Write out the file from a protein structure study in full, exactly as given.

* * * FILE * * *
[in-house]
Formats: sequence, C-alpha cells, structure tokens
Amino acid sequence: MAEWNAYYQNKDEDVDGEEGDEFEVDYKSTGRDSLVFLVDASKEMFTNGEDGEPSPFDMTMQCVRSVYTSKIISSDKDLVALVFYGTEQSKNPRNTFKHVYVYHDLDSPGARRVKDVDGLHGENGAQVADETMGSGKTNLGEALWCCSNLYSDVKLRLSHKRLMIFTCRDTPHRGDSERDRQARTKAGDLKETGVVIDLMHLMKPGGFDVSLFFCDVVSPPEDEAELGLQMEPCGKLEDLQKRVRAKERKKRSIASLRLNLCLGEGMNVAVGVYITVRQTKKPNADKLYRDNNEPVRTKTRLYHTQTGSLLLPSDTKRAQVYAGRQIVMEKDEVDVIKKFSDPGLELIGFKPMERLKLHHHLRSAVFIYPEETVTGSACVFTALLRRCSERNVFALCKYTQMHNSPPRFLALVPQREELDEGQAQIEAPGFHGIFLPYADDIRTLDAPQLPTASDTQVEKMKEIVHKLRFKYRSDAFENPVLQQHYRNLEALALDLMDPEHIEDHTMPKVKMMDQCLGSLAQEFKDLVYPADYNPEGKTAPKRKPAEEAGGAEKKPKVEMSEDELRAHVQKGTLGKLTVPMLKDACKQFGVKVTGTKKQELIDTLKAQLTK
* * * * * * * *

[in-house]
Formats: sequence, C-alpha cells, structure tokens
Amino acid sequence: MAEWNAYYQNKDEDVDGEEGDEFEVDYKSTGRDSLVFLVDASKEMFTNGEDGEPSPFDMTMQCVRSVYTSKIISSDKDLVALVFYGTEQSKNPRNTFKHVYVYHDLDSPGARRVKDVDGLHGENGAQVADETMGSGKTNLGEALWCCSNLYSDVKLRLSHKRLMIFTCRDTPHRGDSERDRQARTKAGDLKETGVVIDLMHLMKPGGFDVSLFFCDVVSPPEDEAELGLQMEPCGKLEDLQKRVRAKERKKRSIASLRLNLCLGEGMNVAVGVYITVRQTKKPNADKLYRDNNEPVRTKTRLYHTQTGSLLLPSDTKRAQVYAGRQIVMEKDEVDVIKKFSDPGLELIGFKPMERLKLHHHLRSAVFIYPEETVTGSACVFTALLRRCSERNVFALCKYTQMHNSPPRFLALVPQREELDEGQAQIEAPGFHGIFLPYADDIRTLDAPQLPTASDTQVEKMKEIVHKLRFKYRSDAFENPVLQQHYRNLEALALDLMDPEHIEDHTMPKVKMMDQCLGSLAQEFKDLVYPADYNPEGKTAPKRKPAEEAGGAEKKPKVEMSEDELRAHVQKGTLGKLTVPMLKDACKQFGVKVTGTKKQELIDTLKAQLTK